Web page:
A Costly Danger for Mobile App Developers
In order for app developers to prepare for this and other potential legal actions, they must bring privacy policies into compliance with California’s guidelines by:
- Being “conspicuously” available to those who download the app.
- Outlining what type of information the app collects (e.g., photos, current location, etc.).
- Disclosing any third parties with whom collected data might be shared.
- Outlining the process by which users can review or request changes to their information.
- Explaining how users are informed about policy changes.
As of now, California’s AG is sending letters to some app developers who are not in compliance with these guidelines. The good news is that developers have 30 days to come into compliance before any fines are levied or legal action is taken.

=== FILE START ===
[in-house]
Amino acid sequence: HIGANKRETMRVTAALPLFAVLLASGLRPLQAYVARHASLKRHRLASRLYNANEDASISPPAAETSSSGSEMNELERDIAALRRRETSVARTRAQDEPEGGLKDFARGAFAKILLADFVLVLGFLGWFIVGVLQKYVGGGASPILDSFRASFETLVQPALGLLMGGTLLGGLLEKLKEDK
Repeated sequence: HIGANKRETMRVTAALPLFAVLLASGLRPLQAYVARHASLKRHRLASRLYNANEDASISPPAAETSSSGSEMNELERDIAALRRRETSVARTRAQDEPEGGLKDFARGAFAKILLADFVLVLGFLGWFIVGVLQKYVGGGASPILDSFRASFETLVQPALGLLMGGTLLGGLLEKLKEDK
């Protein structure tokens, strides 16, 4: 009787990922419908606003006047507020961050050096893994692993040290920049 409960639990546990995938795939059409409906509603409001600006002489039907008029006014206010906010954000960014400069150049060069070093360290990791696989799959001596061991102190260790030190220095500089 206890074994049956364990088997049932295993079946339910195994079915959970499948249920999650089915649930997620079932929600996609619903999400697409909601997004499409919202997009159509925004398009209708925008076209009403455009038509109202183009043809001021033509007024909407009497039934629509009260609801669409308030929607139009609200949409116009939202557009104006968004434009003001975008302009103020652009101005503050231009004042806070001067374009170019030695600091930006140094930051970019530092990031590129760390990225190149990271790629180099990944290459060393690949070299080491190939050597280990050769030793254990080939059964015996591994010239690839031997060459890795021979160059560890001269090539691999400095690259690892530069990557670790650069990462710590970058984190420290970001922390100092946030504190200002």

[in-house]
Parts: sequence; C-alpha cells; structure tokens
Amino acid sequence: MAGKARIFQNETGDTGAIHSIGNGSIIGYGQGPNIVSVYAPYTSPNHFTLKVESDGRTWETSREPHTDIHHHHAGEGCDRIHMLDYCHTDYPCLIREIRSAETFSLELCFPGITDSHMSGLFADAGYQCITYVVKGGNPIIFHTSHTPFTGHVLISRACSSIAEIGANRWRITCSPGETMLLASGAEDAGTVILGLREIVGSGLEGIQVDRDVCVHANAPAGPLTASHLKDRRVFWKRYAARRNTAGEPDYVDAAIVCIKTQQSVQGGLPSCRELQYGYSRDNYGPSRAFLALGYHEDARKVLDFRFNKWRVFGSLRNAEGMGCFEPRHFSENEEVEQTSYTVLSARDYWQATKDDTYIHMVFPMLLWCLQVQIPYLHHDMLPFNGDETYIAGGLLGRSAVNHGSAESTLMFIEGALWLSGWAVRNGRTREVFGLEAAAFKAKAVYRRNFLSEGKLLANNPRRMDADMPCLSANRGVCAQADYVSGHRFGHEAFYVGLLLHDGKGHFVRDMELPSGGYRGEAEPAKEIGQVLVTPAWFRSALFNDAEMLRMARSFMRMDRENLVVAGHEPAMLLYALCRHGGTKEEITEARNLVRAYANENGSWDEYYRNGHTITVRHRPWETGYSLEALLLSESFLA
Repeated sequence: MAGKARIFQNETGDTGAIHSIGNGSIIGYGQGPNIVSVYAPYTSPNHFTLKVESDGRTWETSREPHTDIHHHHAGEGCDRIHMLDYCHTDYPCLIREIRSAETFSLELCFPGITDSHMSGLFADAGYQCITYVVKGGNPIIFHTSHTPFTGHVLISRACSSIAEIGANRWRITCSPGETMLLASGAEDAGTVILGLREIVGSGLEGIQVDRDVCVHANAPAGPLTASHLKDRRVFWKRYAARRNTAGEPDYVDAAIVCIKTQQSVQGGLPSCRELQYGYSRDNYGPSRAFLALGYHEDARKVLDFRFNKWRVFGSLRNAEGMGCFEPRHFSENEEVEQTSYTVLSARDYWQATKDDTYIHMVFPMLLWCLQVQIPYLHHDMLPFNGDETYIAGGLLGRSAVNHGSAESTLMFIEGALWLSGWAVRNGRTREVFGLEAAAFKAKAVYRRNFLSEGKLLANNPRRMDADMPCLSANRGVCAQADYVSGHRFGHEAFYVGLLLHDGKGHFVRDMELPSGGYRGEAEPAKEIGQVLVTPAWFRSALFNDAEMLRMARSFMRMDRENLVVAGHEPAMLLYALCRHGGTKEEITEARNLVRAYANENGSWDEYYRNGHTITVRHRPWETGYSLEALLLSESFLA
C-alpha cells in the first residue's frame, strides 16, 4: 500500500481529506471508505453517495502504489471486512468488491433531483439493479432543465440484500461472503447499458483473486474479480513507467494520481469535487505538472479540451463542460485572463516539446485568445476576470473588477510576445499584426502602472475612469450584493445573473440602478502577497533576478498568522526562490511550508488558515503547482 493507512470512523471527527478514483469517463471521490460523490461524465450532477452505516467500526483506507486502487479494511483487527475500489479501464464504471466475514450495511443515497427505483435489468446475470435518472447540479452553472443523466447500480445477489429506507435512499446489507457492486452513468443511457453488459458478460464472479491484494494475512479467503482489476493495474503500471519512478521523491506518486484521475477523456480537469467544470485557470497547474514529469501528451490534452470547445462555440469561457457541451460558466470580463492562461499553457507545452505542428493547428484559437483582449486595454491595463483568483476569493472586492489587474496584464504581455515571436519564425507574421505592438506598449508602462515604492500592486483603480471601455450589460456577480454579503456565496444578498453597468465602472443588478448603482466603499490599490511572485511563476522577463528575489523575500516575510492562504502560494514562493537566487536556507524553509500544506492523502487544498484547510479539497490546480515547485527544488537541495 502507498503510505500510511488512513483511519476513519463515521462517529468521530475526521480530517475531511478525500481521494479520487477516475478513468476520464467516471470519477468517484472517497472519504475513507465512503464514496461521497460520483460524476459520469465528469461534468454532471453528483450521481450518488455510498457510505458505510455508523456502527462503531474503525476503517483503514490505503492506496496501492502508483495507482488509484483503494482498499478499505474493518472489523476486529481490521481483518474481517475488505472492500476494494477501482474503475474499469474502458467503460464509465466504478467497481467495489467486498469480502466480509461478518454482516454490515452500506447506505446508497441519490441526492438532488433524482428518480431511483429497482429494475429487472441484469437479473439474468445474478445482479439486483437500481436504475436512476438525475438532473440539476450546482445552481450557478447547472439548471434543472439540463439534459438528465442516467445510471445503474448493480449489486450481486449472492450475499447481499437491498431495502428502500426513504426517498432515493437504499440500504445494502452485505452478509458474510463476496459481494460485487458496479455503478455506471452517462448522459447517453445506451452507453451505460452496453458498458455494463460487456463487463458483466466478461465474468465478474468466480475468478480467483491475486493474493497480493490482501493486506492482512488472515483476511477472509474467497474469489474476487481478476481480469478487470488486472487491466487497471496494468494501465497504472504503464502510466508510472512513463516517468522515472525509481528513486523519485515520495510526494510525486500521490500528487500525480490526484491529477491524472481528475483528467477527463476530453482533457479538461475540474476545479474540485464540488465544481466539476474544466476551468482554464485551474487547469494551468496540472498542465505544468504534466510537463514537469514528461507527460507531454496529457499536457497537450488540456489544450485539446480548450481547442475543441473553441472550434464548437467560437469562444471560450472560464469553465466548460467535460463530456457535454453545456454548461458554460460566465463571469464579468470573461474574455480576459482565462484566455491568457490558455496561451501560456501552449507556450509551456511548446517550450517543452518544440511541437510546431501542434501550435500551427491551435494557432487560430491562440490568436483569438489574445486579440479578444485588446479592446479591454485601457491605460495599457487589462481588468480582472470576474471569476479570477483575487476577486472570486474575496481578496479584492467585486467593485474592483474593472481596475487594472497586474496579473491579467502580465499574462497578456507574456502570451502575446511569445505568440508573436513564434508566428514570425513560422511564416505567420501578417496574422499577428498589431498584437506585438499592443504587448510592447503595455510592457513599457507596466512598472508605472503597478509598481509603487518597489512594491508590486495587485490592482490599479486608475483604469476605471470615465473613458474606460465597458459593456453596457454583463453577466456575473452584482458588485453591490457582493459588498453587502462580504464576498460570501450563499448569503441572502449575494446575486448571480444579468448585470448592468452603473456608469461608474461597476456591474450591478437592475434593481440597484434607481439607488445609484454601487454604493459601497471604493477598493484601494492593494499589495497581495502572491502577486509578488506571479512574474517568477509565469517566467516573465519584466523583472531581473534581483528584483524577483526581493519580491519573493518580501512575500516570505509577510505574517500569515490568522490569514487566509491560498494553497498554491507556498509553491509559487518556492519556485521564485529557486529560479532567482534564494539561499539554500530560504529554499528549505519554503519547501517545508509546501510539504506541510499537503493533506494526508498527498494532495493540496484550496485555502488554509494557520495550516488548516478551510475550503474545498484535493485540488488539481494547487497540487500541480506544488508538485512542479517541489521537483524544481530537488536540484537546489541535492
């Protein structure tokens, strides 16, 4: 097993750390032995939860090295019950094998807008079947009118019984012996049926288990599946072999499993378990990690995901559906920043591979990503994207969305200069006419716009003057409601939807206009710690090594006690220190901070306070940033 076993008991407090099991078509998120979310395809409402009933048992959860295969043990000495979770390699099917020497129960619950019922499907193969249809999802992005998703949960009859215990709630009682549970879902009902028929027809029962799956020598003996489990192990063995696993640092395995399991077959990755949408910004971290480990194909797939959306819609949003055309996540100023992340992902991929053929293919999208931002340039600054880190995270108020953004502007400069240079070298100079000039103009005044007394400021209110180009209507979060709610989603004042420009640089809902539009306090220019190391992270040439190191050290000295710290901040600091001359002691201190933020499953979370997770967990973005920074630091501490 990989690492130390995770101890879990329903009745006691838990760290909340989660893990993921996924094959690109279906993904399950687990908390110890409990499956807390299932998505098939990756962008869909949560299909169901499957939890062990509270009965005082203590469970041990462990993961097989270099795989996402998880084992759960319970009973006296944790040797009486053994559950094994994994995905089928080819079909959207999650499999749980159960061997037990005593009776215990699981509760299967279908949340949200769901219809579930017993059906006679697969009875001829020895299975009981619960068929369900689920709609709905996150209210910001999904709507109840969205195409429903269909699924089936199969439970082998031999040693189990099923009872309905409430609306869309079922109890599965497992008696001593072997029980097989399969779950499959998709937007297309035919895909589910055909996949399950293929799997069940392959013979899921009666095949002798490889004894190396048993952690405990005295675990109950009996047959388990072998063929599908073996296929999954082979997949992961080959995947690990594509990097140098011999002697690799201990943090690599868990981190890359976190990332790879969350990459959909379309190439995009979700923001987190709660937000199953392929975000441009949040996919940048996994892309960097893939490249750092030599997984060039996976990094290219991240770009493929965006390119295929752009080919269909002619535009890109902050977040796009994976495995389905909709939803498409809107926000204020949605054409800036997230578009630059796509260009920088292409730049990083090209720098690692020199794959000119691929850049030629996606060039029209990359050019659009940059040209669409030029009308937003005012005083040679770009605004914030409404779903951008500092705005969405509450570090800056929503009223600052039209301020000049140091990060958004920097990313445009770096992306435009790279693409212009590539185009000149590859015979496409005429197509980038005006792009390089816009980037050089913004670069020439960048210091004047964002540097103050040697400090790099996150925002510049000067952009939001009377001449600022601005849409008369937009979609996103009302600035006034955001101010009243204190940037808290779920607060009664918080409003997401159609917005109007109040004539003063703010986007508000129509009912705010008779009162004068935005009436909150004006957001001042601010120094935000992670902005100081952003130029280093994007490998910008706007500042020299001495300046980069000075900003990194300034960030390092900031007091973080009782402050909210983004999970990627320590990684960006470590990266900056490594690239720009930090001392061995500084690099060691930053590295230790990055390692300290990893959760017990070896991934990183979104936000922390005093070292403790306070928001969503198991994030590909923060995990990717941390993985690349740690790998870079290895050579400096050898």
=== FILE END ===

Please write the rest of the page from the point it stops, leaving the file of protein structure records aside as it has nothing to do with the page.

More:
For smaller businesses that offer apps, this should be a wake-up call: sources note that other states are starting to follow California’s lead by increasing enforcement of cyber security laws, meaning that hefty fines for failure to disclose privacy policies could become the norm.
On the Horizon: Crackdowns on Child-Targeted Apps
Another potential cash-sapper for mobile app developers? The Federal Trade Commission (FTC) has announced that it plans to crack down on privacy guidelines for apps targeted to children under 13. While 1998’s Children’s Online Privacy Protection Act guards kids against having their personal data collected online, changes in technology since the law passed mean that standards are murkier than they once were.
According to the FTC, however, only about 20 percent of kid-directed apps currently have adequate privacy disclosures. In the coming weeks, the agency plans to wrap up investigations of various app developers and update existing laws.
This is a move that could have a major impact on smaller companies and individuals who develop apps: in the last several years, the most growth in the app market has been from this segment.
Writtten by Brenna Lemieux - check her out at Google+ or Twitter